At a meeting of the CFTC Technology Advisory Committee ("TAC"), industry representatives considered presentations by subcommittees and experts on automated and modern trading markets, distributed ledger technology ("DLT") and market infrastructure, virtual currencies, and cybersecurity.
TAC Cyber-Security Subcommittee
In a presentation titled "Preliminary Lessons Learned from COVID-19," subcommittee members concluded that responses to COVID-19 reinforced key practices and highlighted areas for improvement "in risk governance, corporate culture and technologies that need to be addressed in the longer term." The subcommittee found that "increased horizon scanning capability and extreme scenario modeling . . . are vital to assess tail end risk scenarios, such as pandemic or cyber, to understand organizational resilience and exposure." The subcommittee emphasized that "accurate inventory of assets (systems, 3rd parties, data) are essential to effective crisis response," and that "risk governance bodies must have capability to address non financial risks in a global, cross-functional, timely & practical manner."
In a presentation titled "CFTC Collection, Concentration, Storage and Securing of Sensitive Information," subcommittee members warned that the collection and concentration of data during regulatory examinations would be very useful for an adversary planning a cyberattack. Despite this risk, the presenters underscored that U.S. regulators, including the CFTC, do not have any policies governing the protection of sensitive information.
In a published statement, the CFTC recognized "the benefits provided when private sector financial institutions regulated by CFTC use a standardized approach to assess and improve their cybersecurity preparedness." The CFTC reiterated that it will continue to take a "risk-based approach" to cybersecurity and system safeguards and not rely on a single one.
TAC Automated and Modern Trading Markets Subcommittee
In a presentation titled: "Discussion of the CFTC's Proposed Rule on Electronic Trading Risk Principles" members highlighted elements of the proposed rule (see previous coverage,) including defining terms (electronic trading, market disruption, latency) as well as describing the disparity in designated market contract (DCM) rules. CFTC Chair Heath P. Tarbert said that he hopes the proposed rule would provide "the flexibility needed to allow electronic trading practices to evolve, while maintaining sound regulation."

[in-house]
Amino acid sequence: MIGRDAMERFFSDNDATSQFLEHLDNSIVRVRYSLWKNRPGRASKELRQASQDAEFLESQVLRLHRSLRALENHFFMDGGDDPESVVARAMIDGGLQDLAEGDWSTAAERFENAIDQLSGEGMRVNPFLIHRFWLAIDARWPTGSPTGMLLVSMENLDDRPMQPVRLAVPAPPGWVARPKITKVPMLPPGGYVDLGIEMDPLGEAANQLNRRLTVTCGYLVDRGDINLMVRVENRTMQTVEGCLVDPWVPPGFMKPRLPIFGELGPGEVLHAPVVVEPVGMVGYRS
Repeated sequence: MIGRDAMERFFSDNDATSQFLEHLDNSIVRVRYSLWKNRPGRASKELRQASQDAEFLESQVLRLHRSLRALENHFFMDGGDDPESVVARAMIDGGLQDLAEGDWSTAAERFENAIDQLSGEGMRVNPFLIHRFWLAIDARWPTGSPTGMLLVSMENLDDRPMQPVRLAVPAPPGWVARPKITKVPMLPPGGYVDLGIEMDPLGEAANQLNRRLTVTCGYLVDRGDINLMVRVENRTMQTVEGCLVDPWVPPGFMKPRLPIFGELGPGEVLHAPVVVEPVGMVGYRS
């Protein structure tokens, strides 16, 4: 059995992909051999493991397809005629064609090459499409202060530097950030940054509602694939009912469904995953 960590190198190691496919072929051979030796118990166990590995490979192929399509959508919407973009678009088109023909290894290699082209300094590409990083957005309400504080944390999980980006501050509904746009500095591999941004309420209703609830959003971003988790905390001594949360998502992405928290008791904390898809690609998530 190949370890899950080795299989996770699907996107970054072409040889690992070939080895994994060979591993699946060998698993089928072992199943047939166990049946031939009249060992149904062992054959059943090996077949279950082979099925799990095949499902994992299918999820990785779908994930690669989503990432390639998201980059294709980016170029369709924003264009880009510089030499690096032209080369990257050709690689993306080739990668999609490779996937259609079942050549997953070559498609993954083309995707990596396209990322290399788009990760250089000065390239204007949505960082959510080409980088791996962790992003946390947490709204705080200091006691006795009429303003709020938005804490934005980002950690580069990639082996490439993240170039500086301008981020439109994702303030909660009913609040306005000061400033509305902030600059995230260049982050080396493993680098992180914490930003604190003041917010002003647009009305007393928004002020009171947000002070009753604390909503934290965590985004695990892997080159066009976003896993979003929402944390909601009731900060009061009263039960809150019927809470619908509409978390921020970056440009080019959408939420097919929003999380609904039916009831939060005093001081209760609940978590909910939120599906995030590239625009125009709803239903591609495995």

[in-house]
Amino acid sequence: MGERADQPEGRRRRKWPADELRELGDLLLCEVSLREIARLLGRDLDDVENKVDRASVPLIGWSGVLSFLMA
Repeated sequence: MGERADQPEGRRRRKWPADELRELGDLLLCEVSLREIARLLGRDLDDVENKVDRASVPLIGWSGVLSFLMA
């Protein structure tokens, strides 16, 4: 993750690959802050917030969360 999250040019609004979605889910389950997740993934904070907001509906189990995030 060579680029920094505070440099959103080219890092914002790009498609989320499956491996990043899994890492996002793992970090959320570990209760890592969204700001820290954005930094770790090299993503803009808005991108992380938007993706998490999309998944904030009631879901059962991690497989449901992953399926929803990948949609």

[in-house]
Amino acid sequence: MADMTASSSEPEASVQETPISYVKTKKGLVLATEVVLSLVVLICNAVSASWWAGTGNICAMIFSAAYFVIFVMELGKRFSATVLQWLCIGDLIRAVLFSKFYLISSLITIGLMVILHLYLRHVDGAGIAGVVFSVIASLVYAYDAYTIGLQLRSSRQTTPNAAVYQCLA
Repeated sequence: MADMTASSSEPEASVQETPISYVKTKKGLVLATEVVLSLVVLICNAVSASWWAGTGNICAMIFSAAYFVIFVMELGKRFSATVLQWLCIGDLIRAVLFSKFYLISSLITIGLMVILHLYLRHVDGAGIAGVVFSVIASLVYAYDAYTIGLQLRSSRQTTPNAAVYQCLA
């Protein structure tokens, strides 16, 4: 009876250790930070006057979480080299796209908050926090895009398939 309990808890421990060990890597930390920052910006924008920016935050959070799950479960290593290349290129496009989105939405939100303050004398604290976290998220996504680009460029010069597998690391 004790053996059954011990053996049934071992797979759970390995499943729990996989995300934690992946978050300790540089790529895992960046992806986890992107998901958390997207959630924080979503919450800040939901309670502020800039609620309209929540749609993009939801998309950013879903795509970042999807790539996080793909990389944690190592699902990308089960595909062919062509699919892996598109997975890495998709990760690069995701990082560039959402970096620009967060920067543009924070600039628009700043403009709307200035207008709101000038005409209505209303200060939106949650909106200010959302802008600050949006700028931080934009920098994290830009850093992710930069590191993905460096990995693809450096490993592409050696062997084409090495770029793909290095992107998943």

TAC Distributed Ledger Technology Subcommittee
In a report titled "Distributed Ledger Technology Sub-Committee," members highlighted the connection between resiliency and scalability within a DLT system in derivatives. They also reported on the key features of DLT systems (decentralization, automation and verification), and the challenges inherent in "tokenization" and regulation.
In a presentation titled "CBDC: Derivatives Markets Considerations," Chris Brummer (of the Georgetown University Law Center) examined the benefits of central bank digital currencies ("CBDCs"). He explained the benefits of CBDCs as (i) 24/7 movement of fiat into a "programmable money era," (ii) contactless payments and (iii) "'riskless' settlement." In response to CBDC developments, the presenter also considered whether the government should compete with stablecoins or if it should offer something simpler from which stablecoin providers can build their services.
In a presentation titled "An Analysis Comparing the Volatility of Bitcoin against Other Assets and the Impact of COVID-19 on Asset Price Correlation," Thomas Chippas (of ErisX) described the heightened volatility of Bitcoin in comparison to large-cap U.S. stocks. He noted the share price movements created by Bitcoin volatility, which are unrelated to market fundamentals and encourage greater oversight and professionally run trading venues in order to provide a reliable infrastructure for Bitcoins.
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